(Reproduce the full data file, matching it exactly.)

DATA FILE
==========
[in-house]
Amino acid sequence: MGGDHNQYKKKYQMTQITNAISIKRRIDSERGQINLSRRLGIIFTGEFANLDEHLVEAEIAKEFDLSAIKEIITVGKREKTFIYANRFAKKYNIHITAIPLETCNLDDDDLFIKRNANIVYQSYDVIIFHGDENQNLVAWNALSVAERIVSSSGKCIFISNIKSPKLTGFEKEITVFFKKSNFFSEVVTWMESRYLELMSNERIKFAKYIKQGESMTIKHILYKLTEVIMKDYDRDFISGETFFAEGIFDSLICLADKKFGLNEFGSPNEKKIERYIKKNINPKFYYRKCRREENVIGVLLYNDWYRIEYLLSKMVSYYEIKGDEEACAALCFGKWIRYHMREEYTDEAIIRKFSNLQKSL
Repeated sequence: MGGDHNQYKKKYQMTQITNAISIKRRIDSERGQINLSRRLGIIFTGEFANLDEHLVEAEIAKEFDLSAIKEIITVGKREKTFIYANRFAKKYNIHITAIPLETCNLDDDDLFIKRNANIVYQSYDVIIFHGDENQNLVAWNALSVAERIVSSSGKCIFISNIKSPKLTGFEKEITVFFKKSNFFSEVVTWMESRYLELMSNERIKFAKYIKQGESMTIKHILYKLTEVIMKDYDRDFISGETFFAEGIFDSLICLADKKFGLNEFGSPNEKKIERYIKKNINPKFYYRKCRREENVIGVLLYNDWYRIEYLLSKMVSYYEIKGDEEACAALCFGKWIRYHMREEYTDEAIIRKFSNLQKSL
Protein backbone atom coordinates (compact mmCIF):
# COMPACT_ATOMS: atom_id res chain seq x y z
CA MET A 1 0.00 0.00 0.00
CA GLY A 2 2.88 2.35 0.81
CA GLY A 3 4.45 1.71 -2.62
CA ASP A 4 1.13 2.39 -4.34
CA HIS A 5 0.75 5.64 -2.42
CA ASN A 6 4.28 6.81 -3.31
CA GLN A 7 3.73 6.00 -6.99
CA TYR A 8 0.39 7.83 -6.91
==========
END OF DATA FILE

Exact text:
[in-house]
Amino acid sequence: MGGDHNQYKKKYQMTQITNAISIKRRIDSERGQINLSRRLGIIFTGEFANLDEHLVEAEIAKEFDLSAIKEIITVGKREKTFIYANRFAKKYNIHITAIPLETCNLDDDDLFIKRNANIVYQSYDVIIFHGDENQNLVAWNALSVAERIVSSSGKCIFISNIKSPKLTGFEKEITVFFKKSNFFSEVVTWMESRYLELMSNERIKFAKYIKQGESMTIKHILYKLTEVIMKDYDRDFISGETFFAEGIFDSLICLADKKFGLNEFGSPNEKKIERYIKKNINPKFYYRKCRREENVIGVLLYNDWYRIEYLLSKMVSYYEIKGDEEACAALCFGKWIRYHMREEYTDEAIIRKFSNLQKSL
Repeated sequence: MGGDHNQYKKKYQMTQITNAISIKRRIDSERGQINLSRRLGIIFTGEFANLDEHLVEAEIAKEFDLSAIKEIITVGKREKTFIYANRFAKKYNIHITAIPLETCNLDDDDLFIKRNANIVYQSYDVIIFHGDENQNLVAWNALSVAERIVSSSGKCIFISNIKSPKLTGFEKEITVFFKKSNFFSEVVTWMESRYLELMSNERIKFAKYIKQGESMTIKHILYKLTEVIMKDYDRDFISGETFFAEGIFDSLICLADKKFGLNEFGSPNEKKIERYIKKNINPKFYYRKCRREENVIGVLLYNDWYRIEYLLSKMVSYYEIKGDEEACAALCFGKWIRYHMREEYTDEAIIRKFSNLQKSL
Protein backbone atom coordinates (compact mmCIF):
# COMPACT_ATOMS: atom_id res chain seq x y z
CA MET A 1 0.00 0.00 0.00
CA GLY A 2 2.88 2.35 0.81
CA GLY A 3 4.45 1.71 -2.62
CA ASP A 4 1.13 2.39 -4.34
CA HIS A 5 0.75 5.64 -2.42
CA ASN A 6 4.28 6.81 -3.31
CA GLN A 7 3.73 6.00 -6.99
CA TYR A 8 0.39 7.83 -6.91